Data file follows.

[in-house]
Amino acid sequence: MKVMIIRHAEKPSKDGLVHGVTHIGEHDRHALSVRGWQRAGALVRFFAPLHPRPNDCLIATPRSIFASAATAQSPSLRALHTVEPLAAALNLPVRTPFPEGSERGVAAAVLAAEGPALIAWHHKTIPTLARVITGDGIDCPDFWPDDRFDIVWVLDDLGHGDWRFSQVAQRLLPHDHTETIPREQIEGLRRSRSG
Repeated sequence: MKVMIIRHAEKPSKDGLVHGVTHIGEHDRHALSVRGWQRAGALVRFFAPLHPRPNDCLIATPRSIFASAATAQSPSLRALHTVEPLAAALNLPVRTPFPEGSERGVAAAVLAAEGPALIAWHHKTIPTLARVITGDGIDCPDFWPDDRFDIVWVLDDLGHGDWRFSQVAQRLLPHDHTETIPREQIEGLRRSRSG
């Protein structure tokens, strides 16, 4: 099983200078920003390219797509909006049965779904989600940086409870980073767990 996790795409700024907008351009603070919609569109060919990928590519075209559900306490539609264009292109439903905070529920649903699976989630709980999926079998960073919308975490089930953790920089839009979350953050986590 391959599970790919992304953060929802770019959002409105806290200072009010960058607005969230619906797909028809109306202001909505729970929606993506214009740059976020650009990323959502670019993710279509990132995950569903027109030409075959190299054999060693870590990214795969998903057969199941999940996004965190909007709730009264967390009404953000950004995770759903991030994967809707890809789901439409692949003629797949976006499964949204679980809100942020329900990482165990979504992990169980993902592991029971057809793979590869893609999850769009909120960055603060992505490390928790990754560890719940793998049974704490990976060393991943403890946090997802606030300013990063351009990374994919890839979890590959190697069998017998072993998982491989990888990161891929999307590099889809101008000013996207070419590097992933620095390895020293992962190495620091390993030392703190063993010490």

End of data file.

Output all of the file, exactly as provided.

[in-house]
Amino acid sequence: MKVMIIRHAEKPSKDGLVHGVTHIGEHDRHALSVRGWQRAGALVRFFAPLHPRPNDCLIATPRSIFASAATAQSPSLRALHTVEPLAAALNLPVRTPFPEGSERGVAAAVLAAEGPALIAWHHKTIPTLARVITGDGIDCPDFWPDDRFDIVWVLDDLGHGDWRFSQVAQRLLPHDHTETIPREQIEGLRRSRSG
Repeated sequence: MKVMIIRHAEKPSKDGLVHGVTHIGEHDRHALSVRGWQRAGALVRFFAPLHPRPNDCLIATPRSIFASAATAQSPSLRALHTVEPLAAALNLPVRTPFPEGSERGVAAAVLAAEGPALIAWHHKTIPTLARVITGDGIDCPDFWPDDRFDIVWVLDDLGHGDWRFSQVAQRLLPHDHTETIPREQIEGLRRSRSG
């Protein structure tokens, strides 16, 4: 099983200078920003390219797509909006049965779904989600940086409870980073767990 996790795409700024907008351009603070919609569109060919990928590519075209559900306490539609264009292109439903905070529920649903699976989630709980999926079998960073919308975490089930953790920089839009979350953050986590 391959599970790919992304953060929802770019959002409105806290200072009010960058607005969230619906797909028809109306202001909505729970929606993506214009740059976020650009990323959502670019993710279509990132995950569903027109030409075959190299054999060693870590990214795969998903057969199941999940996004965190909007709730009264967390009404953000950004995770759903991030994967809707890809789901439409692949003629797949976006499964949204679980809100942020329900990482165990979504992990169980993902592991029971057809793979590869893609999850769009909120960055603060992505490390928790990754560890719940793998049974704490990976060393991943403890946090997802606030300013990063351009990374994919890839979890590959190697069998017998072993998982491989990888990161891929999307590099889809101008000013996207070419590097992933620095390895020293992962190495620091390993030392703190063993010490």